GCSE English Directors Notes on Act 4 of The Crucible by Arthur Miller

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GCSE English Directors Notes on Act 4 of The Crucible by Arthur Miller

As the Director of this play, I feel it is my responsibility to offer you advice on playing the character of John Proctor. I'm sure you'll find it may help you to understand the character if you are aware of the social and historical context of the play.

The play is set in 1692 and is based upon the outbreak of accusations in Salem, Massachusetts. Arthur Miller wrote the play The Crucible, using the 17th-century case of witch trials (and fictionalising it) to comment on a 20th-century phenomenon-the hunting of communists as if they were witches. In 17th century Salem the inhabitants feared witchcraft, like America feared communism, both were exaggerated and both
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"His wrists are chained. He is another man, bearded, filthy, his eyes misty as though webs had overgrown them."

This will help emphasise the change that has overcome Proctor throughout the play. At the beginning he is one of the respected members of the community, now he has become a prisoner condemned to die like all the others accused of witchcraft. Not only that, but he no longer has his "good name" as he was forced to confess to his affair with Abigail. The fact he has his head down, will show the regret and shame that has burdened him since he admitted his affair at the trial.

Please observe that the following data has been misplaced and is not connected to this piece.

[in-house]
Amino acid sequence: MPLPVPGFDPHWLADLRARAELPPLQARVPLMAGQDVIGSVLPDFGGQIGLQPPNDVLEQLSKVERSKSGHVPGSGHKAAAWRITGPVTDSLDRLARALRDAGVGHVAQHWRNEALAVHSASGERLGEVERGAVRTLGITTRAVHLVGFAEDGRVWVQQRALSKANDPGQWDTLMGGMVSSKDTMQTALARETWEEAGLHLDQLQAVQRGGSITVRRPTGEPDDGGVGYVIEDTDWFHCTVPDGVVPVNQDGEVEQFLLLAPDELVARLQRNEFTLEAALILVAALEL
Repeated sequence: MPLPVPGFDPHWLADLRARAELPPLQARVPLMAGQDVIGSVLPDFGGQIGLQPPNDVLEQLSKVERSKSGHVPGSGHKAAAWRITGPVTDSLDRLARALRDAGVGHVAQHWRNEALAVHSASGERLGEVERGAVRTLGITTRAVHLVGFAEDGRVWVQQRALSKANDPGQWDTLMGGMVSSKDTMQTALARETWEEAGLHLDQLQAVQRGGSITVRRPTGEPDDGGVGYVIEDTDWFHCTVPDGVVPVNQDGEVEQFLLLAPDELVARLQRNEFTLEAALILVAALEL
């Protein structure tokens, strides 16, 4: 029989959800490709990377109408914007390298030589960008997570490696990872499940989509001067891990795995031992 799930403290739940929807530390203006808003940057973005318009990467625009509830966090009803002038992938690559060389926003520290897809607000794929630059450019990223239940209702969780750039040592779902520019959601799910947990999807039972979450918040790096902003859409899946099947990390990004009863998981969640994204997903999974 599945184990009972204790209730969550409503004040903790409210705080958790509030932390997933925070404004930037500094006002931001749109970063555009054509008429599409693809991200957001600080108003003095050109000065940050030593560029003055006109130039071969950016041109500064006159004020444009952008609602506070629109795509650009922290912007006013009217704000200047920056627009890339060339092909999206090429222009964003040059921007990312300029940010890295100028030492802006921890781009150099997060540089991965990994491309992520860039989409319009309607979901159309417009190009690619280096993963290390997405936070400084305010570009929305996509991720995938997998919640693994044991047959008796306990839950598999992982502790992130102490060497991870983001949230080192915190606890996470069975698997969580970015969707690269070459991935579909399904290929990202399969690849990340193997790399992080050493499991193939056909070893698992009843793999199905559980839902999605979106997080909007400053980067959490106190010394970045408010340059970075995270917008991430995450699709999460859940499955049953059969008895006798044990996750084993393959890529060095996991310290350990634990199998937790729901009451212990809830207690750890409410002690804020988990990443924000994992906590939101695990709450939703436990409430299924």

After a short pause, look up at Elizabeth, hold her gaze, at first you still have that vague look as though you are beyond emotion, but gradually it is as though she has awakened something within you, you look searchingly into her eyes, as though to read each others mind.

" The emotion flowing between them prevents anyone speaking for a moment"

So many things have happened since Proctor last spoke to Elizabeth, I'd like this to be visible from the way you respond to each other in this first meeting. Their close, relationship should be apparent; I think your goal, as an actor should be to create the impression that they are speaking without words. Although Proctor has given up his reputation, one of the main themes of the play, he realises that he can still save his relationship with

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